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School Reform: The Unschooled Mind
  
Shaun Kerry, M.D.
Diplomate, American Board of Psychiatry and Neurology


One group of classes that I did
not regret taking in high school was English. (Another was civics.)  In fact, I get very nostalgic about my experiences in those classes.  Though it didn't occur to me at the time, because I was an avid scientist, those classes were fun. They were relaxed, interactive, and unforced.  Sometimes we gave oral book reports in front of the class,
which was a good experience.  Speaking in front of a group was definitely educational.  The following is the first in a series of book reports on topics related to school reform.

The Unschooled Mind was written by Howard Gardner, Professor of Education at the Harvard Graduate School of Education.  Mr. Gardner states that without the help of a grammar book or a trained language instructor, all normal children readily acquire the language spoken in their vicinity.  In fact if many languages are spoken, children can learn them all.  Furthermore, during the first years of life, youngsters all over the world master a breathtaking array of competencies with little formal training.  They become proficient in singing songs, riding bikes, and dancing.  They can throw and catch balls.  They are able to deceive someone else in a game, even as they can recognize when someone is trying to play a trick on them.  They develop clear senses of truth and falsity, right and wrong, and beautiful and ugly.

Nonetheless, these same children frequently encounter difficulties when they enter school. Tasks assigned in an academic setting and attached to a grade are often burdensome and met with resistance.  Somehow the natural, universal, or intuitive learning that takes place in one's home or immediate surroundings, seems of an entirely different order from classroom learning that is now required throughout the literate world.
    

      
Mr. Gardner contends that even when schools seem to be successful, they usually fails to achieve their most important missions.  Evidence for this comes from an overwhelming body of educational research that has been assembled over the last decade, much of which claims that even when students score well on tests and receive good grades,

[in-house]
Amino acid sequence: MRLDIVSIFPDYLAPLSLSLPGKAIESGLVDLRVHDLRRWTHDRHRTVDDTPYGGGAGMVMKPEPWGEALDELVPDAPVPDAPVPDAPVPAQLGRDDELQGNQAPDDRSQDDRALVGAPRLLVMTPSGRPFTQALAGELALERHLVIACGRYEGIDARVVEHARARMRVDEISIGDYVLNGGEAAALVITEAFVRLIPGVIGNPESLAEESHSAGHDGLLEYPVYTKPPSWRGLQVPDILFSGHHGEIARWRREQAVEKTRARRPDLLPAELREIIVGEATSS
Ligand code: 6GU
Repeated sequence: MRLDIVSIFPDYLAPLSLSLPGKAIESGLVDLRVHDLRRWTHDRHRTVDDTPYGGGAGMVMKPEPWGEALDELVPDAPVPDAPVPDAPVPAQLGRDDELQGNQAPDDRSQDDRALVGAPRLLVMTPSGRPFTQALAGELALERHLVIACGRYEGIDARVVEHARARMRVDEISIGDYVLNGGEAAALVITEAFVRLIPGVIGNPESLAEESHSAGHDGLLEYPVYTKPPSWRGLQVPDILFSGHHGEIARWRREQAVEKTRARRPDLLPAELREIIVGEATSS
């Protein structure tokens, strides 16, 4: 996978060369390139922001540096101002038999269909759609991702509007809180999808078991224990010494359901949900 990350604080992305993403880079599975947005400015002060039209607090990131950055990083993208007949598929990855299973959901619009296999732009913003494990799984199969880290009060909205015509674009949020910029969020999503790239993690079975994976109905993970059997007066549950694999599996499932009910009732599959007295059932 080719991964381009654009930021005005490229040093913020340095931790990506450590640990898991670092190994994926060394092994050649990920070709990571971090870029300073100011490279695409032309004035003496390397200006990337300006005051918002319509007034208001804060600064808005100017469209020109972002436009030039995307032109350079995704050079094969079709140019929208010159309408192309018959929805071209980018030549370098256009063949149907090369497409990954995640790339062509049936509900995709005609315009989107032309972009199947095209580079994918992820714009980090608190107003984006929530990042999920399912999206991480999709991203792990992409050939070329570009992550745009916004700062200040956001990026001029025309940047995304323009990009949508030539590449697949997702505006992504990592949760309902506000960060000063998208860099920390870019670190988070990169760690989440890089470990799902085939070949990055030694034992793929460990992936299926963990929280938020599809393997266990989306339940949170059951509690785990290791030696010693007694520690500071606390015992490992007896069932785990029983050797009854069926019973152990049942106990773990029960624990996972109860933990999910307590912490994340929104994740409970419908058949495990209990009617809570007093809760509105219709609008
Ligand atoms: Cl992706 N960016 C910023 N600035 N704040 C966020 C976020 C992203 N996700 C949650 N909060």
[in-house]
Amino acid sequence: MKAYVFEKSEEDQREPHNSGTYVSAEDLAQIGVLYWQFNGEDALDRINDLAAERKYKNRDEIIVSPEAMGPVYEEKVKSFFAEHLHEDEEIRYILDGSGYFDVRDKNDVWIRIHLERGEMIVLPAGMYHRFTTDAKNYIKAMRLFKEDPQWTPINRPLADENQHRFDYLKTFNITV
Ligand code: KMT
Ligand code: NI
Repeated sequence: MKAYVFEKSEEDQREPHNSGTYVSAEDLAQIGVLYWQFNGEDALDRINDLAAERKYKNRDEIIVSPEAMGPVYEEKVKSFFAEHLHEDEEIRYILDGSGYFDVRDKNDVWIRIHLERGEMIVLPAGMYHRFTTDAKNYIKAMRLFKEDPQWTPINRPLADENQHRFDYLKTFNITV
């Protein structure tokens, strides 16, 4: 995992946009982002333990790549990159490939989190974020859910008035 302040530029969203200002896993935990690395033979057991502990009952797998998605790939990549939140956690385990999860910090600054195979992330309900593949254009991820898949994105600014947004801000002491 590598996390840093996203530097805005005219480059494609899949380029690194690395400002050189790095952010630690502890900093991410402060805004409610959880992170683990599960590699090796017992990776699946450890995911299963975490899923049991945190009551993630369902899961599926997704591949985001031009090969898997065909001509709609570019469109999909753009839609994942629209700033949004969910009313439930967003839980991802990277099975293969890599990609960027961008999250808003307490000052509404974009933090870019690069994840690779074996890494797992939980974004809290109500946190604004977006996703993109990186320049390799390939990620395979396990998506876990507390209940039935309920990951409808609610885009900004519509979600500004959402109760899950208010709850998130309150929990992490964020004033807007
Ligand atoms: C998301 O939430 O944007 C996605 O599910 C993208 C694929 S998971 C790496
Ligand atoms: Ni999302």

they typically do not display an adequate understanding of the materials and concepts with which they have been working.  He goes on to give a number of examples. This section is the book's greatest strength.

I found this part of the book very helpful and consistent with my own experiences.  But at this point, the author describes a complex theory which he calls the unschooled mind, which he offers to explain this phenomenon.  He explains this theory in terms that are so intellectual and complex that it would be difficult if not impossible to apply it in a classroom.  There are numerous side journeys into the history of western thought that reminded me of my college days.  Adding these relics of the past simply overcomplicated the issue.

I think that if you cannot explain an idea simply and plainly, then you probably don't understand it yourself.  There is a word that is used in psychiatry called "circumstantial," that is used to describe a person's thought processes.  The humorous, plain-English definition, is that you ask someone what time it is, they tell you how to build a watch.  Furthermore, they still haven't told you what time it is.  Yet the author does begin with a partial definition and description of the problem.  It is useful confirmatory evidence.

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